Woodworking; is it bad for the environment?

As a teacher of woodworking and a naturalist, a question that always comes my way, especially from fellow naturalists is, "Isn't woodworking detrimental to the environment? You are cutting down trees to fuel your passion."

I cannot deny the accusation. It is true that I am cutting down trees to fuel my passion. Here is my thought process on this topic though.

Why do we need trees? They look beautiful, they provide shelter, they provide food and they provide fuel. They are a massive massive part of the biosphere. There can be no doubt of this. Hence cutting down a tree, is bad. No doubt of this too. Let's look a little closer into 2 aspects of a tree; food and fuel.

A tree creates food by splitting CO2 into carbon and oxygen. The carbon is held, the oxygen is thrown out and benefits every other living thing on earth. The carbon is combined with other elements and gets integrated into the tree as cellulose. AND IT stays there forever. Thus a tree or more correctly wood has a whole load of sequestered carbon, which will not be released into the atmosphere as CO2. Since Carbon dioxide is one of the larger contributers to global warming, this is a good thing.

Now look at the tree as a fuel. As soon as wood is used as a fuel it releases that carbon as carbon dioxide and pollutes the atmosphere in the bargain.

Chop the tree down and use it as furniture and chances are you will never burn those bits of wood, hence the CO2 that was sequestered, will stay in the wood for a long time to come.

"But why use wood at all. Leave the trees be, don't cut them down in the first place." OK, so name me an alternate building material. I'll probably hear iron, steel, plastic, clay, stone. 

I'm going to take a moment and introduce a new term here "embodied energy". Embodied energy is the amount of energy taken to produce a material, use it and then dispose of it. It is in essence the Cost to the earth. Steel and other other metals have very high embodied energy. Available as ores they are mined in huge strip mines which damage 1000s of hectares of forest and then smelted in foundries which use massive amounts of fuel (wood) or electricity which again comes from hydroelectric plants which have drowned thousands of hectares of forests. A similar story is to be told of cement and concrete. Glass is a shade better and plastics!!! Plastics have an expense of a different sort to the earth. Clay and stone are the only materials that have embodied energy as low as wood. But neither of them sequester carbon actively the way trees do.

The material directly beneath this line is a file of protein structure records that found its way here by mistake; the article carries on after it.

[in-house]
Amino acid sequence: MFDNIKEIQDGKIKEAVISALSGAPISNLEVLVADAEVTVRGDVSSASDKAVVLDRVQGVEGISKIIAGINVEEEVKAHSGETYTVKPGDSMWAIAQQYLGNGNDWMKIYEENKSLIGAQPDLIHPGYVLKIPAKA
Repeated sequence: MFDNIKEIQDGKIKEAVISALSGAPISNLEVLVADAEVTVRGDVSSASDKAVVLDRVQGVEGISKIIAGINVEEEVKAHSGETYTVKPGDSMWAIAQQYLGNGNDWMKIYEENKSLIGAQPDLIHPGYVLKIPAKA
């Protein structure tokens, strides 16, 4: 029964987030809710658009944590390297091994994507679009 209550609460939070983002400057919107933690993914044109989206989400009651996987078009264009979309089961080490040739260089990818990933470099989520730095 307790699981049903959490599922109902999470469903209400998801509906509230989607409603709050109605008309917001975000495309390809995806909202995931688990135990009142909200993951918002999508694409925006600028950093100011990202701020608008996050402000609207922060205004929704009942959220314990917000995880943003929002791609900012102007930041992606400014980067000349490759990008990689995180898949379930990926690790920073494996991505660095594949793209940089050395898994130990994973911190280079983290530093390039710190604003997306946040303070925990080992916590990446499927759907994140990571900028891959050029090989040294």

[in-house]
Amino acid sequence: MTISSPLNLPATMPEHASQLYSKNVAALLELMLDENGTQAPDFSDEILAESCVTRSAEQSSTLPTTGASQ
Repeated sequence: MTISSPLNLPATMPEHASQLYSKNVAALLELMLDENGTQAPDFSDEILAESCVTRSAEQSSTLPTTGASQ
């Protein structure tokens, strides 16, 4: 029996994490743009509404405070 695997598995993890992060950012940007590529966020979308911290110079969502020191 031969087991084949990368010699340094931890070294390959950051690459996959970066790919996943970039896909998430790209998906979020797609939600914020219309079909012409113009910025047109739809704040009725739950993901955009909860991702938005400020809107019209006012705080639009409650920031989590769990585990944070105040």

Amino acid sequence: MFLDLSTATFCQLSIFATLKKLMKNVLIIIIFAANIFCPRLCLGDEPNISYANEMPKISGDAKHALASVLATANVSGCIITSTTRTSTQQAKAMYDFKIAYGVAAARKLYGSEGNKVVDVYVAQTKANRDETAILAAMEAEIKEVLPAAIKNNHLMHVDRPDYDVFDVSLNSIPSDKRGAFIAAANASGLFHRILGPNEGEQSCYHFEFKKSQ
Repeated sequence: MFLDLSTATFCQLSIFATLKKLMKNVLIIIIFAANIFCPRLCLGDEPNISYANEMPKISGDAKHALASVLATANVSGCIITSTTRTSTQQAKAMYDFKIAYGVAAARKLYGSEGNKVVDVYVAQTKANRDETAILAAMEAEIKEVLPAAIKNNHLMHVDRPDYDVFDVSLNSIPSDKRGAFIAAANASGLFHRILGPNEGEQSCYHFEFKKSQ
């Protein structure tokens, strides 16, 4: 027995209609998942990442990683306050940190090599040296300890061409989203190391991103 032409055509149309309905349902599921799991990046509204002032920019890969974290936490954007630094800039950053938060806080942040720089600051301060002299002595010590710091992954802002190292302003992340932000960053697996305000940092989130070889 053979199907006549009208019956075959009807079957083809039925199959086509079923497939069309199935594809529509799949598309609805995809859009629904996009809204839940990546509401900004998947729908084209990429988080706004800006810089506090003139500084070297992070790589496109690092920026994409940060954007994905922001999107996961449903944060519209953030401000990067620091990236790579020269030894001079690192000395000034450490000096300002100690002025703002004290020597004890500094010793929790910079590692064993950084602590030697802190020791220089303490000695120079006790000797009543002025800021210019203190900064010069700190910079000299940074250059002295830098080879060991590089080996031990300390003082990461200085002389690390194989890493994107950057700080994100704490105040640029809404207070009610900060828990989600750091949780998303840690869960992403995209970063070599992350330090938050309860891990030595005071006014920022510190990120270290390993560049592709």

Yes let the tree be, but only if we come up with a better alternative with a lower embodied energy. Otherwise chop it down and plant another. Plant another 10 if you are serious. But please don't tell me that woodworking is detrimental to the environment.


  • I like the way you looked at it from both sides. However my own sentiment is that even if we are not able to come up with a better alternative for lower embodied energy we can try to maintain a balance. We should minimize the rate at which we cut trees, plant 2 trees for each tree cut down and mineral elements should not be mined too much.
    Now a bigger challenge arise; people need these things to live their lives. So family planning comes in at this point.
    The environment is our home so it’s everyone’s responsibility to take part in protecting our environment.
    Let’s combine everything like that till we find an alternative. Even after finding that alternative.

  • “Otherwise chop it down and plant another. Plant another 10 if you are serious..”

    Interesting aggressive last words. Do woodworkers plant and chop their OWN trees, though? No. So yeah technically they are somewhat a contributer to the destruction of the environment. There is nothing else to it.

  • Muchas gracias. ?Como puedo iniciar sesion?

  • If you find some woodworking plans free you can download here https://cutt.ly/sl3daK0


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